On the evening of May 23, Beijing time, Didi announced that it will start the process of delisting from the New York Stock Exchange (NYSE).
According to the Chinese ride-hailing giant's announcement, it plans to file a FORM 25 with the U.S. Securities and Exchange Commission (SEC) on or after June 2 to delist its American depositary receipts (ADRs) from NYSE.
Compared with a privatized delisting process, Didi's voluntary delisting process is much simpler and takes much less time.
After the delisting, Didi's shares can still be traded over-the-counter (OTC), but the liquidity will be significantly lower than when they are traded on exchanges. Many institutional investors would be unable to invest in Didi if it were moved to the OTC.
Earlier today, Bloomberg reported that Didi shareholders are expected to vote tonight on a proposal to delist the company from NYSE. The company's management team, led by CEO Will Wei Cheng and president Jean Liu, said it will vote in favor of the move to delist and has urged other shareholders to do likewise.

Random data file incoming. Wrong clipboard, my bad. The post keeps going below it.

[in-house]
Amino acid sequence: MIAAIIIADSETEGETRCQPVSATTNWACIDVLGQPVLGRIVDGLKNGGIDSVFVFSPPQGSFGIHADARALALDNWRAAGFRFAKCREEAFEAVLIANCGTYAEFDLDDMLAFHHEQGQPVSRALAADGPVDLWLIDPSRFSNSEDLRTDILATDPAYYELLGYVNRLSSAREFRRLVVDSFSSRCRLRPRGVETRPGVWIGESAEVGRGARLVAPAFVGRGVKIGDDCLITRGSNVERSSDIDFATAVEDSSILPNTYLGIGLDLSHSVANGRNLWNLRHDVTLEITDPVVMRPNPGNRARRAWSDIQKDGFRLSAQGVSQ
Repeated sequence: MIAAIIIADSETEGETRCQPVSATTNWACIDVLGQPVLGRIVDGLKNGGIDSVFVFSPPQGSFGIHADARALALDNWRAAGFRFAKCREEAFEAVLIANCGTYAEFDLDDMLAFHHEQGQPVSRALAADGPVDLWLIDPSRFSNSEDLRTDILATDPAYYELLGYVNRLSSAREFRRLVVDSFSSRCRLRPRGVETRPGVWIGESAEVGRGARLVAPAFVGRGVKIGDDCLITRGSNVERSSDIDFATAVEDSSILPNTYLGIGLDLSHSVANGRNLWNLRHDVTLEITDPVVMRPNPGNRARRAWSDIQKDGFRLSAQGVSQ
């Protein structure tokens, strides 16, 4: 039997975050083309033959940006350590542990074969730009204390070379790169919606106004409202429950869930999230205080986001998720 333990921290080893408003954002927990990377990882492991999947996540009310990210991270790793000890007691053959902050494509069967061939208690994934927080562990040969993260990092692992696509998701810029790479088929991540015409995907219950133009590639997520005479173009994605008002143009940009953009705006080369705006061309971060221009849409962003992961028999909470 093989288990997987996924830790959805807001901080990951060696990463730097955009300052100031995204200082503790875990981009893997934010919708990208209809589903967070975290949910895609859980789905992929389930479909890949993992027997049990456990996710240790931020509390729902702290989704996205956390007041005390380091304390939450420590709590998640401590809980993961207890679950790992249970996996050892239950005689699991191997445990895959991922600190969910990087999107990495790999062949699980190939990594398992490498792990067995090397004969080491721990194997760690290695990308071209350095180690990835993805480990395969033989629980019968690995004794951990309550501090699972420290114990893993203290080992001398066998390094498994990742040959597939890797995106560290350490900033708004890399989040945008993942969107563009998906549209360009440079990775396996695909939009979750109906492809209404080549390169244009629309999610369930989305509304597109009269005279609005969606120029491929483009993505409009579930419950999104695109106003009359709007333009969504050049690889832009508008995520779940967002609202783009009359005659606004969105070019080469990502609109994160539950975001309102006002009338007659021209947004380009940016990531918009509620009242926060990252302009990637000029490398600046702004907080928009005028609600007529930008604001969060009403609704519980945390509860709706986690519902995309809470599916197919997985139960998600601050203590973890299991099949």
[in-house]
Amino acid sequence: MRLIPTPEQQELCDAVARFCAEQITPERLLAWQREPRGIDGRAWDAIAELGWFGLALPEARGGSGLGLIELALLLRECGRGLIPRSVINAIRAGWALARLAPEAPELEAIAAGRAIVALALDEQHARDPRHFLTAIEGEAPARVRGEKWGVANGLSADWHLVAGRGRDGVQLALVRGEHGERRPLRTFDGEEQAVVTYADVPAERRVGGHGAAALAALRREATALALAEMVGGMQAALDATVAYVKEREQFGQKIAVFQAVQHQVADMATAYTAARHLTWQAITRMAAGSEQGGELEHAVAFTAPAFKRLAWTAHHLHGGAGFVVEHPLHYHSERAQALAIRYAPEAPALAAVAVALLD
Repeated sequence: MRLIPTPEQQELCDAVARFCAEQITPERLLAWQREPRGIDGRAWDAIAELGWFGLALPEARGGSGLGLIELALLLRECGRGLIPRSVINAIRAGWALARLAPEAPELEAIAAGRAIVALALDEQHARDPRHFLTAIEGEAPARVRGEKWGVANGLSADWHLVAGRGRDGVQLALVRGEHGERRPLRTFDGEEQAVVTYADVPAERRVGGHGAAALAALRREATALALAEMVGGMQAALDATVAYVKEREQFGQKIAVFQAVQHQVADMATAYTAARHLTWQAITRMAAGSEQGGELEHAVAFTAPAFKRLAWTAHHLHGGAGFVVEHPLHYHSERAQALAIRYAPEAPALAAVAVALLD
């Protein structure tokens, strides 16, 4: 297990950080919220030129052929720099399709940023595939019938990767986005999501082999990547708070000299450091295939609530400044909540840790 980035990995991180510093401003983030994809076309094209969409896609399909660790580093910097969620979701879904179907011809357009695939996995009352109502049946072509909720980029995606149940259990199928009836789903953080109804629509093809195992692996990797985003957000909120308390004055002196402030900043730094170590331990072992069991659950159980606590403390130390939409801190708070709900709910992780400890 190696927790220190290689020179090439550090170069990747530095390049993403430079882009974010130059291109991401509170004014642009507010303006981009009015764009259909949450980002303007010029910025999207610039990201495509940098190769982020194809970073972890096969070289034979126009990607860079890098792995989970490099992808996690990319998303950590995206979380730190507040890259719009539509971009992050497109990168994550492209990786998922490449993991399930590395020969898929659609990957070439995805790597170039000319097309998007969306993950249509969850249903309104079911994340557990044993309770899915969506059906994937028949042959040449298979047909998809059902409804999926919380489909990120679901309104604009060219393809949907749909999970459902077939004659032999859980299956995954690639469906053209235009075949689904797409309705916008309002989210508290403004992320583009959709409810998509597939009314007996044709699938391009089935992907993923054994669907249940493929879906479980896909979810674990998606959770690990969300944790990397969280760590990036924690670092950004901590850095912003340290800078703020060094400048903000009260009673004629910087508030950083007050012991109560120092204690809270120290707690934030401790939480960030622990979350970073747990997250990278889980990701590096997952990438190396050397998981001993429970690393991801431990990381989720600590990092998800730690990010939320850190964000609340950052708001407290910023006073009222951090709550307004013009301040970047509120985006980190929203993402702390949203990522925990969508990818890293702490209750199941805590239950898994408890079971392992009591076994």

The delisting plan is seen as part of the trouble-ridden company's efforts to gain approval from regulators to restore normal operation of its apps. Days after Didi went public, China's internet watchdog Cyberspace Administration of China (CAC) launched a cybersecurity probe into the company's data practices and ordered app stores to remove 25 mobile apps operated by Didi.
In a filing to SEC on May 11, Didi also pointed out that the planned delisting was critical to restoring its services and a possible future listing in Hong Kong. In its latest announcement, however, Didi made no promises about whether or when it would be able to successfully list in Hong Kong.
Didi's market capitalization has dropped 90% since it debuted on the U.S. in last June.